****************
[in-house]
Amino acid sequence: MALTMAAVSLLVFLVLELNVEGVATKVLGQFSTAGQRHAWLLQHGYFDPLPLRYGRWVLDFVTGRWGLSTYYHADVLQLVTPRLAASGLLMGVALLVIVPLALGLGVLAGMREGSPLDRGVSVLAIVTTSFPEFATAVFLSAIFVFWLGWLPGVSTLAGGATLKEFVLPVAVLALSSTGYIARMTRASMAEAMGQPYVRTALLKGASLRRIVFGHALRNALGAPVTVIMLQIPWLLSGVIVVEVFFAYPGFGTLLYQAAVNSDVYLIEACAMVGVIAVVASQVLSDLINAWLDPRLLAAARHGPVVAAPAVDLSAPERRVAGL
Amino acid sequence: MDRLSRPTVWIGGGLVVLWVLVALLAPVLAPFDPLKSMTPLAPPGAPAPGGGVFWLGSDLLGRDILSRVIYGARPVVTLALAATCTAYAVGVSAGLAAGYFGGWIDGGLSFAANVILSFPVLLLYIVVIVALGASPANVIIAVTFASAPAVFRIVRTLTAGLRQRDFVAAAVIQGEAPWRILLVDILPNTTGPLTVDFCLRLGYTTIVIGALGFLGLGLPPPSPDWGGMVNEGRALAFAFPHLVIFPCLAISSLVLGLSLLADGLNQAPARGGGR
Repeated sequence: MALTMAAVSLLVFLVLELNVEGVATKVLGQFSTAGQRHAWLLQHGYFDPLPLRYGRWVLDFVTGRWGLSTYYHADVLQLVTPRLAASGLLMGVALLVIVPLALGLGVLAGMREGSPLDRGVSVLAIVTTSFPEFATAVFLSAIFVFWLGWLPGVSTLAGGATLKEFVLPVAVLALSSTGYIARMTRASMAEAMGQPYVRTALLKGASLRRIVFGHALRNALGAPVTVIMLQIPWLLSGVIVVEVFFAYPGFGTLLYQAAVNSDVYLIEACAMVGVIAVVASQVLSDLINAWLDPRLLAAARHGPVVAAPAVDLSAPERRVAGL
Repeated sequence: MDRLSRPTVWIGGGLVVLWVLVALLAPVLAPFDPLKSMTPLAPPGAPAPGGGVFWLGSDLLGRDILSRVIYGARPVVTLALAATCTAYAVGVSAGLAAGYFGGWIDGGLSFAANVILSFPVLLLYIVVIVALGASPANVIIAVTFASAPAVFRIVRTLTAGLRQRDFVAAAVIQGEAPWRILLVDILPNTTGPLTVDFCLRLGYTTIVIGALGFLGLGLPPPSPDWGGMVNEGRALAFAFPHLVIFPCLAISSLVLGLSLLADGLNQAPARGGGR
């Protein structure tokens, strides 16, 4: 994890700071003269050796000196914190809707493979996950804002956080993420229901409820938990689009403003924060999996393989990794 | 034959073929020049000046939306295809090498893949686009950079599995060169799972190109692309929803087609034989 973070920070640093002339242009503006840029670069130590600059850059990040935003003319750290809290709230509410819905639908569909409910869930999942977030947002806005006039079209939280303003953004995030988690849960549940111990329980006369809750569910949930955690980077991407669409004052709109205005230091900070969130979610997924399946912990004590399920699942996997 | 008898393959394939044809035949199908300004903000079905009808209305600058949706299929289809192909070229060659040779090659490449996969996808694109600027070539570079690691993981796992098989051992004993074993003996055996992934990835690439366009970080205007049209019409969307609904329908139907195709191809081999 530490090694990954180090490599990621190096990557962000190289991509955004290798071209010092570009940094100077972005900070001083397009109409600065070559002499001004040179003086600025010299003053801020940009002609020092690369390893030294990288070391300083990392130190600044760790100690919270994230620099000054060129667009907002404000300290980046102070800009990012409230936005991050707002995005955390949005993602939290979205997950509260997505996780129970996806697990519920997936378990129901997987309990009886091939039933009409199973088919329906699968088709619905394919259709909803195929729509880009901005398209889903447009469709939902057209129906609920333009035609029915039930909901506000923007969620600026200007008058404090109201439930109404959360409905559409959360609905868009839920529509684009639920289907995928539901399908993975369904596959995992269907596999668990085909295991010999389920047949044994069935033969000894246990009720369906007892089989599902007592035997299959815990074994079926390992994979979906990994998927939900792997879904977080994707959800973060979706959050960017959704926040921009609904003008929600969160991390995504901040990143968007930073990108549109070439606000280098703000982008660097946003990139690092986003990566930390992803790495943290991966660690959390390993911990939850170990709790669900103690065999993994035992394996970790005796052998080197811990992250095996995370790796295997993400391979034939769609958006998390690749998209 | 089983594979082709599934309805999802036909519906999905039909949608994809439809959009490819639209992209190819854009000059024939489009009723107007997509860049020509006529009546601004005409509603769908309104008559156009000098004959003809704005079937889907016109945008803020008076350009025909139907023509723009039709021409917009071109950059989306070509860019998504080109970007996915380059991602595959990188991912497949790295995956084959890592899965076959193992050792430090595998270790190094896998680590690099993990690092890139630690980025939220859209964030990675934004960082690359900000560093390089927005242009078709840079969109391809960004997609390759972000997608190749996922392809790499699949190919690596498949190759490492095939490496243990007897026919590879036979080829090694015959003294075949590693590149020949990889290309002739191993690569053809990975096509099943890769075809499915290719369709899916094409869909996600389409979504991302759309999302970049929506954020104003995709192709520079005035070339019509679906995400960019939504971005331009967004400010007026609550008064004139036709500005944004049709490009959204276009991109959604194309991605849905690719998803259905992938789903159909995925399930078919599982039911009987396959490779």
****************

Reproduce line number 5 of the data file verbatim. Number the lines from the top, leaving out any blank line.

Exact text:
Repeated sequence: MDRLSRPTVWIGGGLVVLWVLVALLAPVLAPFDPLKSMTPLAPPGAPAPGGGVFWLGSDLLGRDILSRVIYGARPVVTLALAATCTAYAVGVSAGLAAGYFGGWIDGGLSFAANVILSFPVLLLYIVVIVALGASPANVIIAVTFASAPAVFRIVRTLTAGLRQRDFVAAAVIQGEAPWRILLVDILPNTTGPLTVDFCLRLGYTTIVIGALGFLGLGLPPPSPDWGGMVNEGRALAFAFPHLVIFPCLAISSLVLGLSLLADGLNQAPARGGGR